That physiological oscillations of various frequencies are present in fMRI signals is the rule, not the exception. Herein, we propose a novel theoretical framework, spatio-temporal Granger causality, which allows us to more reliably and precisely estimate the Granger causality from experimental datasets possessing time-varying properties caused by physiological oscillations. Within this framework, Granger causality is redefined as a global index measuring the directed information flow between two time series with time-varying properties. Both theoretical analyses and numerical examples demonstrate that Granger causality is a monotonically increasing function of the temporal resolution used in the estimation. This is consistent with the general principle of coarse graining, which causes information loss by smoothing out very fine-scale details in time and space. Our results confirm that the Granger causality at the finer spatio-temporal scales considerably outperforms the traditional approach in terms of an improved consistency between two resting-state scans of the same subject. To optimally estimate the Granger causality, the proposed theoretical framework is implemented through a combination of several approaches, such as dividing the optimal time window and estimating the parameters at the fine temporal and spatial scales. Taken together, our approach provides a novel and robust framework for estimating the Granger causality from fMRI, EEG, and other related data.
PMID: 23643924 [PubMed - as supplied by publisher]
Decreased functional connectivity of the amygdala in Alzheimer's disease revealed by resting-state fMRI.
Eur J Radiol. 2013 May 2;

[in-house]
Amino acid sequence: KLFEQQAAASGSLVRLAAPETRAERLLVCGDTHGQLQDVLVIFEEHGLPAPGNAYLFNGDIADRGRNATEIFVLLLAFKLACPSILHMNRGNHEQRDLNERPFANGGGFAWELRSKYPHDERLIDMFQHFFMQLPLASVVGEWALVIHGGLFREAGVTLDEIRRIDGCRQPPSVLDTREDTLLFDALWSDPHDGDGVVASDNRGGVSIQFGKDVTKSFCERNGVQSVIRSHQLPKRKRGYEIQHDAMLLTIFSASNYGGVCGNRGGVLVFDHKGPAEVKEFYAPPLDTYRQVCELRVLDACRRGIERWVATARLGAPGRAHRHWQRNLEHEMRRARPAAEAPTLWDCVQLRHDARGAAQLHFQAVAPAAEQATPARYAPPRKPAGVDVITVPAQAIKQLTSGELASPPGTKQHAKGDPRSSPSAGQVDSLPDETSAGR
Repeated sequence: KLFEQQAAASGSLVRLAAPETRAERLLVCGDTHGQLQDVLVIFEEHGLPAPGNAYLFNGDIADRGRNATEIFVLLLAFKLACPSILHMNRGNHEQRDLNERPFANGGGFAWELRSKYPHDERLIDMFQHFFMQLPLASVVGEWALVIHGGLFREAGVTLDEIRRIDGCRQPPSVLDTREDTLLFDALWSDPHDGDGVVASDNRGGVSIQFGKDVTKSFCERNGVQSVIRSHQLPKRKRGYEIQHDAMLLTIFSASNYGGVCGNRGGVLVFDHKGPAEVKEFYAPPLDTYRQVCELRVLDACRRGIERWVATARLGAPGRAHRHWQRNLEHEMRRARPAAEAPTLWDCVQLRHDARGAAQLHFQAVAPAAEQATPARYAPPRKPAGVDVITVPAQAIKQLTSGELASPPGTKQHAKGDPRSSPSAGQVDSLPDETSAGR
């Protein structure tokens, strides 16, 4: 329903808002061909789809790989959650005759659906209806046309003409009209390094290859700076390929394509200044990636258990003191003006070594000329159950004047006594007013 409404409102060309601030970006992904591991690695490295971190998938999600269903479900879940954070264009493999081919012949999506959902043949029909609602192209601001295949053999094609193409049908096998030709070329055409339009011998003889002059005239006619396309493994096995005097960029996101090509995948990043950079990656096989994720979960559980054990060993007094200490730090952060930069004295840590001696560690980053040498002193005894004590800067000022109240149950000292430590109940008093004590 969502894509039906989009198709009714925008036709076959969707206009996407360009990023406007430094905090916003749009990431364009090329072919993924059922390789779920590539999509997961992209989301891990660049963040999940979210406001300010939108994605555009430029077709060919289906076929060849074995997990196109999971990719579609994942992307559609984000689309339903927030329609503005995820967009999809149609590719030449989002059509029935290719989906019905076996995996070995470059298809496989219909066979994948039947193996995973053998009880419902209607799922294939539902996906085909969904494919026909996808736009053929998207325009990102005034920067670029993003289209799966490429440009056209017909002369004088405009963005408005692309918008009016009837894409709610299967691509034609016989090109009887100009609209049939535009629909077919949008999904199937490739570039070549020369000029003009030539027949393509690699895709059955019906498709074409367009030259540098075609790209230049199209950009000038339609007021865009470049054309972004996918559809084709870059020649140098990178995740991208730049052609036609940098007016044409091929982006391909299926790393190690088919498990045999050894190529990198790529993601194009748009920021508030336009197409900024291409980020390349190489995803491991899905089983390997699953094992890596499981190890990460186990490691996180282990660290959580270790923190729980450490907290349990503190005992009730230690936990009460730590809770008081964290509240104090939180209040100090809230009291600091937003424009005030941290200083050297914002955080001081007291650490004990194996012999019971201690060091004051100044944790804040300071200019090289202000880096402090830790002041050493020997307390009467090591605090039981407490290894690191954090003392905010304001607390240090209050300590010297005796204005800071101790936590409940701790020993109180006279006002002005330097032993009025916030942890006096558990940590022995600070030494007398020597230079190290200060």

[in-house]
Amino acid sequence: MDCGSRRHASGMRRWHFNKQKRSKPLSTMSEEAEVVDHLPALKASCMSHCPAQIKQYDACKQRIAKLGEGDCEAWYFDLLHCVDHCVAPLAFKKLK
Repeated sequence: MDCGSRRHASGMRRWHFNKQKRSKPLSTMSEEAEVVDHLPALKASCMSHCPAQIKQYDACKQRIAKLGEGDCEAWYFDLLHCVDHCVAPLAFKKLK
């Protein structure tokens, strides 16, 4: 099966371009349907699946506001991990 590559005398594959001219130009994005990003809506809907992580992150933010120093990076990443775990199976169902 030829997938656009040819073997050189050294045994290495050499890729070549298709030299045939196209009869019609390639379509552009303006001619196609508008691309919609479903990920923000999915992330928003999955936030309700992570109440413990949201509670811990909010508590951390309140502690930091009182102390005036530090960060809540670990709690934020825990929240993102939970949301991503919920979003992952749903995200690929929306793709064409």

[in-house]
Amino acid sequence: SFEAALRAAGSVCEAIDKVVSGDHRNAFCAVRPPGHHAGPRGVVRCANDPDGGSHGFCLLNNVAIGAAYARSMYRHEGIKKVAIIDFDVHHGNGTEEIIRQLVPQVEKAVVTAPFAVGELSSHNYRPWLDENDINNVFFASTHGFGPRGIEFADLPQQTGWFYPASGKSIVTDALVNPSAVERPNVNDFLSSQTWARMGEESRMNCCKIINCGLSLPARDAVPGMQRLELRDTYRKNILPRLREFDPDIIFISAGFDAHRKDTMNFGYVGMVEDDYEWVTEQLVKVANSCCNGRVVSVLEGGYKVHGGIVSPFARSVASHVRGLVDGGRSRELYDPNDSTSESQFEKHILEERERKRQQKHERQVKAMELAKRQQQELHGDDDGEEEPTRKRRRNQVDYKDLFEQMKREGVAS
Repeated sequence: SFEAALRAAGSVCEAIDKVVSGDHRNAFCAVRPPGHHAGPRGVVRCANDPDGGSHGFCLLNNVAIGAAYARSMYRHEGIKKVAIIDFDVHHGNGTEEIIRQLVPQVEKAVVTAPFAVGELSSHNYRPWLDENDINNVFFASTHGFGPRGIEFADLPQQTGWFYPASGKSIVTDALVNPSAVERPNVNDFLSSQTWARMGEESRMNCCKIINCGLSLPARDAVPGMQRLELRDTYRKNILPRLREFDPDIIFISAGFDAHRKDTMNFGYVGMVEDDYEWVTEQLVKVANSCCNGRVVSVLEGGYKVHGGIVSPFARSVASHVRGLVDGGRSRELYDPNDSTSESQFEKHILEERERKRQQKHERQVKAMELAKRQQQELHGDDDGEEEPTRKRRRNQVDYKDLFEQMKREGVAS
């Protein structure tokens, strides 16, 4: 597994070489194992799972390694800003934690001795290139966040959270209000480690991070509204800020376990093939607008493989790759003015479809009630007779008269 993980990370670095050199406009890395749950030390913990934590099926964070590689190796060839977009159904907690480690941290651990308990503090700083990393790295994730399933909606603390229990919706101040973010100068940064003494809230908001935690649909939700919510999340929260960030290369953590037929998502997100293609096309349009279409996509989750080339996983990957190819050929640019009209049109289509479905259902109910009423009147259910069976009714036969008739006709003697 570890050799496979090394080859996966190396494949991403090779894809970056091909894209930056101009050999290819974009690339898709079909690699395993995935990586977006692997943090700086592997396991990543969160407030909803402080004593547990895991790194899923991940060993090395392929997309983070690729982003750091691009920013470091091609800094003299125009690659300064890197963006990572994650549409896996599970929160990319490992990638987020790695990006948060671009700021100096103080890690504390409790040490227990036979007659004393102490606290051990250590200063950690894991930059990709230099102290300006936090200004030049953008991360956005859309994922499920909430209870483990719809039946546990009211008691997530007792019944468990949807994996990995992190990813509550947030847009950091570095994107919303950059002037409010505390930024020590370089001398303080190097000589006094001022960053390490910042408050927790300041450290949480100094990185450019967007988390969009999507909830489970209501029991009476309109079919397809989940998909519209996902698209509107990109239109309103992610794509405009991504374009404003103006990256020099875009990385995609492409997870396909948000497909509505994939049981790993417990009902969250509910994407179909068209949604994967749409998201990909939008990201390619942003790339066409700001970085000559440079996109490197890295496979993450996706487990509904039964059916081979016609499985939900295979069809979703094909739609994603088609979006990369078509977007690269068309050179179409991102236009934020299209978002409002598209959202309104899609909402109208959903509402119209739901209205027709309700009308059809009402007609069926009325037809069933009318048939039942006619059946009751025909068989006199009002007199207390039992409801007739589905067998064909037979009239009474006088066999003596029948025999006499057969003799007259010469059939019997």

Authors: Yao H, Liu Y, Zhou B, Zhang Z, An N, Wang P, Wang L, Zhang X, Jiang T
Alzheimer's disease (AD), the most common cause of dementia, is thought to be a progressive neurodegenerative disease that is clinically characterised by a decline of memory and other cognitive functions. Mild cognitive impairment (MCI) is considered to be the prodromal stage of AD. However, the relationship between AD and MCI and the development process remains unclear. The amygdala is one of the most vulnerable structures in the early stages of AD. To our knowledge, this is the first report on the alteration of the functional connectivity of the amygdala in AD and MCI subjects. We hypothesised that the amygdala-cortical loop is impaired in AD and that these alterations relate to the disease severity. In our study, we used resting-state functional MRIs to investigate the altered amygdala connectivity patterns in 35 AD patients, 27 MCI patients and 27 age- and gender-matched normal controls (NC). Compared with the NC, the decreased functional connectivity found in the AD patients was mainly located between the amygdala and the regions that are included in the default mode, context conditioning and extinction networks. Importantly, the decreased functional connectivity between the amygdala and some of the identified regions was positively correlated with MMSE, which indicated that the cognitive function impairment is related to an altered functional connectivity pattern.
PMID: 23643516 [PubMed - as supplied by publisher]